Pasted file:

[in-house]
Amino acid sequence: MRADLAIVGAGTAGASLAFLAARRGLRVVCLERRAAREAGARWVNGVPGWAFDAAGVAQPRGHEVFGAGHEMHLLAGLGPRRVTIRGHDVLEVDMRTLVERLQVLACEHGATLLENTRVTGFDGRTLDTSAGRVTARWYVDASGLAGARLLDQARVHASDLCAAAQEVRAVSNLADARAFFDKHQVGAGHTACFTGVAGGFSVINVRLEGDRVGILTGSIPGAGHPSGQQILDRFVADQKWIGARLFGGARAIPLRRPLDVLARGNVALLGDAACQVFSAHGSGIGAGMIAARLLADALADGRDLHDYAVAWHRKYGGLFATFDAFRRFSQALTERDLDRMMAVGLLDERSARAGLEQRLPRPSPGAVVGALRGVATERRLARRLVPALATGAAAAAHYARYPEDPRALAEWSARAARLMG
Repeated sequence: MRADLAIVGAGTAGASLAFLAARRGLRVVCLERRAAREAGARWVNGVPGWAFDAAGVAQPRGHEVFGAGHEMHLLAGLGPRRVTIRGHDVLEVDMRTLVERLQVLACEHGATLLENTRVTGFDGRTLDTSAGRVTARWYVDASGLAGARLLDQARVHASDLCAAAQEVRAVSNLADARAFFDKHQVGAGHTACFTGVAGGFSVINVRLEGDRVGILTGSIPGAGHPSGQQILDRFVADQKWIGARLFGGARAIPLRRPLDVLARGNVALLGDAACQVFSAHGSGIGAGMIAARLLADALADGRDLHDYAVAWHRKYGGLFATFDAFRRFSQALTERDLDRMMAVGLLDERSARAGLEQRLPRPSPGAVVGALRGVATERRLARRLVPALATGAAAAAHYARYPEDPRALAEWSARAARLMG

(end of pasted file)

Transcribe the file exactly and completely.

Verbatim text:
[in-house]
Amino acid sequence: MRADLAIVGAGTAGASLAFLAARRGLRVVCLERRAAREAGARWVNGVPGWAFDAAGVAQPRGHEVFGAGHEMHLLAGLGPRRVTIRGHDVLEVDMRTLVERLQVLACEHGATLLENTRVTGFDGRTLDTSAGRVTARWYVDASGLAGARLLDQARVHASDLCAAAQEVRAVSNLADARAFFDKHQVGAGHTACFTGVAGGFSVINVRLEGDRVGILTGSIPGAGHPSGQQILDRFVADQKWIGARLFGGARAIPLRRPLDVLARGNVALLGDAACQVFSAHGSGIGAGMIAARLLADALADGRDLHDYAVAWHRKYGGLFATFDAFRRFSQALTERDLDRMMAVGLLDERSARAGLEQRLPRPSPGAVVGALRGVATERRLARRLVPALATGAAAAAHYARYPEDPRALAEWSARAARLMG
Repeated sequence: MRADLAIVGAGTAGASLAFLAARRGLRVVCLERRAAREAGARWVNGVPGWAFDAAGVAQPRGHEVFGAGHEMHLLAGLGPRRVTIRGHDVLEVDMRTLVERLQVLACEHGATLLENTRVTGFDGRTLDTSAGRVTARWYVDASGLAGARLLDQARVHASDLCAAAQEVRAVSNLADARAFFDKHQVGAGHTACFTGVAGGFSVINVRLEGDRVGILTGSIPGAGHPSGQQILDRFVADQKWIGARLFGGARAIPLRRPLDVLARGNVALLGDAACQVFSAHGSGIGAGMIAARLLADALADGRDLHDYAVAWHRKYGGLFATFDAFRRFSQALTERDLDRMMAVGLLDERSARAGLEQRLPRPSPGAVVGALRGVATERRLARRLVPALATGAAAAAHYARYPEDPRALAEWSARAARLMG